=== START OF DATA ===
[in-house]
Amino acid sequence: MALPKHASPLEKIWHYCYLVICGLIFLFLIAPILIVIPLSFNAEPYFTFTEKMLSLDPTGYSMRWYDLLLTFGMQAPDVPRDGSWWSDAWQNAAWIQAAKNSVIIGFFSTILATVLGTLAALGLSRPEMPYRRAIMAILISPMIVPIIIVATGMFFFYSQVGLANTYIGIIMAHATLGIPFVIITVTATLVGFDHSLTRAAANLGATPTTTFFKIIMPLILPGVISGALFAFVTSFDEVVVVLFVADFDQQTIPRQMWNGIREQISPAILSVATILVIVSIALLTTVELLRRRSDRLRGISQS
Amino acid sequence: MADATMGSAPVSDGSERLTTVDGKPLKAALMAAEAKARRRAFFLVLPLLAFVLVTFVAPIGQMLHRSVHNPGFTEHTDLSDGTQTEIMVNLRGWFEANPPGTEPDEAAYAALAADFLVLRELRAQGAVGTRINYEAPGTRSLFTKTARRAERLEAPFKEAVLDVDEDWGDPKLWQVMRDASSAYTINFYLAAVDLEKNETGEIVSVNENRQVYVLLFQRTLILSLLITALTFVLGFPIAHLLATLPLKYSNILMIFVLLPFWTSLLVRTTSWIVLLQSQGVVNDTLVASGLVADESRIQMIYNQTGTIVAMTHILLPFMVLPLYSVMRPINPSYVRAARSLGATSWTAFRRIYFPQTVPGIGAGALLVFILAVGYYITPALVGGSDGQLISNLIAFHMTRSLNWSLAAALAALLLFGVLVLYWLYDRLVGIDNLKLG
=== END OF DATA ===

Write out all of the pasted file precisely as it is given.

[in-house]
Amino acid sequence: MALPKHASPLEKIWHYCYLVICGLIFLFLIAPILIVIPLSFNAEPYFTFTEKMLSLDPTGYSMRWYDLLLTFGMQAPDVPRDGSWWSDAWQNAAWIQAAKNSVIIGFFSTILATVLGTLAALGLSRPEMPYRRAIMAILISPMIVPIIIVATGMFFFYSQVGLANTYIGIIMAHATLGIPFVIITVTATLVGFDHSLTRAAANLGATPTTTFFKIIMPLILPGVISGALFAFVTSFDEVVVVLFVADFDQQTIPRQMWNGIREQISPAILSVATILVIVSIALLTTVELLRRRSDRLRGISQS
Amino acid sequence: MADATMGSAPVSDGSERLTTVDGKPLKAALMAAEAKARRRAFFLVLPLLAFVLVTFVAPIGQMLHRSVHNPGFTEHTDLSDGTQTEIMVNLRGWFEANPPGTEPDEAAYAALAADFLVLRELRAQGAVGTRINYEAPGTRSLFTKTARRAERLEAPFKEAVLDVDEDWGDPKLWQVMRDASSAYTINFYLAAVDLEKNETGEIVSVNENRQVYVLLFQRTLILSLLITALTFVLGFPIAHLLATLPLKYSNILMIFVLLPFWTSLLVRTTSWIVLLQSQGVVNDTLVASGLVADESRIQMIYNQTGTIVAMTHILLPFMVLPLYSVMRPINPSYVRAARSLGATSWTAFRRIYFPQTVPGIGAGALLVFILAVGYYITPALVGGSDGQLISNLIAFHMTRSLNWSLAAALAALLLFGVLVLYWLYDRLVGIDNLKLG